At least 47 people were killed and 70 others injured in the explosion Photograph:( PTI )
The United Nations Security Council and the United States have strongly condemned the horrendous terrorist attack
The Islamic State group has claimed responsibility for the suicide bomber attack at a Shiite mosque in the southern Afghan city of Kandahar that killed dozens of people and injured scores.
A statement posted by the group’s Amaq news agency on Friday said that two Islamic State fighters shot dead the guards of the mosque, broke in and blew themselves up between two groups of worshippers, one of which consisted of around 300 people.
At least 47 people were killed and 70 others injured in the explosion inside the mosque during the Friday prayers.
It was the second week in a row that militants bombed Friday prayers and killed dozens of worshippers.
The attack follows several other recent attacks against religious institutions in Afghanistan, including last week’s attack against the Gozar-e-Sayed Abad Mosque in Kunduz.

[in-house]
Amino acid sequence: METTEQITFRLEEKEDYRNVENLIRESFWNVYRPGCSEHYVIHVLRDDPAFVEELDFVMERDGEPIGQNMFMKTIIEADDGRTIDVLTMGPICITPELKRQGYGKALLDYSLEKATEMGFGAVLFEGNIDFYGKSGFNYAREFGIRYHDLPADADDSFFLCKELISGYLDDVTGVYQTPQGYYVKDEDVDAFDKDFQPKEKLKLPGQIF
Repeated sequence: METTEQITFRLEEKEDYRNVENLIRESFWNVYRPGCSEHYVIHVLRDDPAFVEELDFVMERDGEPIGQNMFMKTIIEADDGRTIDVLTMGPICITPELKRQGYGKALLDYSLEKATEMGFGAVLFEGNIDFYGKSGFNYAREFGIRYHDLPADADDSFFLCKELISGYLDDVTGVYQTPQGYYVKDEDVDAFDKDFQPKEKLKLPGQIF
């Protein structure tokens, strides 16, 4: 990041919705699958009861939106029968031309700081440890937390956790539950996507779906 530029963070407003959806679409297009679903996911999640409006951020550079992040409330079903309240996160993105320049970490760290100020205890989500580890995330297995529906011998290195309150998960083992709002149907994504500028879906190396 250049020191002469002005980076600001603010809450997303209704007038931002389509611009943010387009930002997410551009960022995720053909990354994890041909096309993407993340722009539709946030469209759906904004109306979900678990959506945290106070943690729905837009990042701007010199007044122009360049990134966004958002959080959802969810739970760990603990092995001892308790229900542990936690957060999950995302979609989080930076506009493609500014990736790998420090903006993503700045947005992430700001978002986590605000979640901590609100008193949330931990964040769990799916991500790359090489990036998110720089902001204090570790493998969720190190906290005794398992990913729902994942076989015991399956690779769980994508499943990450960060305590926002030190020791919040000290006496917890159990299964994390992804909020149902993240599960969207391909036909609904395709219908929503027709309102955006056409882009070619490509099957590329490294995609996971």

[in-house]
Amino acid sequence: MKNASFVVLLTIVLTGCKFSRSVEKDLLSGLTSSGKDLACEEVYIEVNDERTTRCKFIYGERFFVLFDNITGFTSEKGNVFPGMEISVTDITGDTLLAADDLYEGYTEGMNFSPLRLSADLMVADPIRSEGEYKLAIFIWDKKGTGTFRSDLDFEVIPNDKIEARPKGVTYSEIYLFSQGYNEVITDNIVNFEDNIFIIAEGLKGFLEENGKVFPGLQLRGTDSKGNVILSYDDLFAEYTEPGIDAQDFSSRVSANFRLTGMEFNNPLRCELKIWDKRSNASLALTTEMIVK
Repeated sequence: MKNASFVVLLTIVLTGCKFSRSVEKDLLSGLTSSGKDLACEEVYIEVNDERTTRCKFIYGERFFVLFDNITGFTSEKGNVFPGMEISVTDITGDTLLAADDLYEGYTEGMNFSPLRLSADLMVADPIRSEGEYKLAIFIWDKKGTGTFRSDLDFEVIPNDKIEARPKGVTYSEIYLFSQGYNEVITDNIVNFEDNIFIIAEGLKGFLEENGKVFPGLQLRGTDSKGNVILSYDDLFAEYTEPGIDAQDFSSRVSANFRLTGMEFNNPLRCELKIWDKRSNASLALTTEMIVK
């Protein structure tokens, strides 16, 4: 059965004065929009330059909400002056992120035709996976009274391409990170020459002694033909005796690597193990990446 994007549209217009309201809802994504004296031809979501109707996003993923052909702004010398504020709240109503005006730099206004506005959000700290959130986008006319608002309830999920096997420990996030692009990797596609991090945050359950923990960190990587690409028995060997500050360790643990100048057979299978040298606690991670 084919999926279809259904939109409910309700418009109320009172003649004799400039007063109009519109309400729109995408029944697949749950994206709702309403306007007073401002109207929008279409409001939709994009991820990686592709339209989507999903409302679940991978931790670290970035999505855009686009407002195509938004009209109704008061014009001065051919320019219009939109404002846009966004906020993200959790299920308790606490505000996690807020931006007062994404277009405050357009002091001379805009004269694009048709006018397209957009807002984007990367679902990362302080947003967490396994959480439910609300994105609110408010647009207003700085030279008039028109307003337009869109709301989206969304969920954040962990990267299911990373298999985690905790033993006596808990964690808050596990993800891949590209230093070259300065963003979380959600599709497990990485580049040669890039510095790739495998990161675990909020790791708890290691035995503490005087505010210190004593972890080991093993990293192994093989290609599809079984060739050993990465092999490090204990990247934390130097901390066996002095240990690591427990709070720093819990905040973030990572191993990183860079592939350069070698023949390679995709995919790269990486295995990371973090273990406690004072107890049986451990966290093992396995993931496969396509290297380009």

The United Nations Security Council (UNSC) has strongly condemned the horrendous terrorist attack.
In a statement, the council expressed their deepest sympathy and condolences to the families of the victims, and they wished a speedy and full recovery to those who were injured.
Members of the Security Council reaffirmed that terrorism in all its forms and manifestations constitutes one of the most serious threats to international peace and security.
"The members of the Security Council underlined the need to hold perpetrators, organizers, financiers and sponsors of these reprehensible acts of terrorism accountable and bring them to justice," the statement said. They urged all States, in accordance with their obligations under international law and relevant Security Council resolutions, to cooperate actively with all relevant authorities in this regard.
The United States also condemned the latest suicide attack. “We strongly condemn the attack on a Shia mosque in Kandahar today, the third such attack this month, and offer our condolences to the victims and their families. The Afghan people have the right to live and worship in peace and safety whichever religion or belief they choose," state department spokesperson Ned Price said in a tweet.
(With inputs from agencies)